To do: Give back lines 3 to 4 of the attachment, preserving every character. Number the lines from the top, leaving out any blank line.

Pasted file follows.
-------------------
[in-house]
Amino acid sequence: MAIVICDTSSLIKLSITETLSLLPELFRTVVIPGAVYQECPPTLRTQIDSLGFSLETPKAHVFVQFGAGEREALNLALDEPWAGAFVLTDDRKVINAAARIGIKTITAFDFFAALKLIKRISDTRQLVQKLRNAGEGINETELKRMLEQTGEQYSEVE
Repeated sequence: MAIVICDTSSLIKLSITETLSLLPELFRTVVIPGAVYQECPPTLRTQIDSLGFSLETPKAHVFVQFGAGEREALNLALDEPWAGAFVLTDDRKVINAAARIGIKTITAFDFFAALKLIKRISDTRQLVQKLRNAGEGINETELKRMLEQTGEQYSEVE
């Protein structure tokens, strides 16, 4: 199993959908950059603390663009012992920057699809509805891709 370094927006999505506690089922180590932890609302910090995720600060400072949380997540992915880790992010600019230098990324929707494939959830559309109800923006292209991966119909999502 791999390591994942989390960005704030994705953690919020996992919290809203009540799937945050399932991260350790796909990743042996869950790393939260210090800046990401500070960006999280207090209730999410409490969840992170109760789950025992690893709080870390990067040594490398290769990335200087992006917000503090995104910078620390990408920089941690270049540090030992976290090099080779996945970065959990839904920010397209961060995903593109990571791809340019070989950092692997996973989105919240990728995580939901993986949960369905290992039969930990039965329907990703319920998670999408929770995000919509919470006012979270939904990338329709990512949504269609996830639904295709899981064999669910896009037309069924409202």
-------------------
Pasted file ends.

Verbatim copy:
Repeated sequence: MAIVICDTSSLIKLSITETLSLLPELFRTVVIPGAVYQECPPTLRTQIDSLGFSLETPKAHVFVQFGAGEREALNLALDEPWAGAFVLTDDRKVINAAARIGIKTITAFDFFAALKLIKRISDTRQLVQKLRNAGEGINETELKRMLEQTGEQYSEVE
């Protein structure tokens, strides 16, 4: 199993959908950059603390663009012992920057699809509805891709 370094927006999505506690089922180590932890609302910090995720600060400072949380997540992915880790992010600019230098990324929707494939959830559309109800923006292209991966119909999502 791999390591994942989390960005704030994705953690919020996992919290809203009540799937945050399932991260350790796909990743042996869950790393939260210090800046990401500070960006999280207090209730999410409490969840992170109760789950025992690893709080870390990067040594490398290769990335200087992006917000503090995104910078620390990408920089941690270049540090030992976290090099080779996945970065959990839904920010397209961060995903593109990571791809340019070989950092692997996973989105919240990728995580939901993986949960369905290992039969930990039965329907990703319920998670999408929770995000919509919470006012979270939904990338329709990512949504269609996830639904295709899981064999669910896009037309069924409202």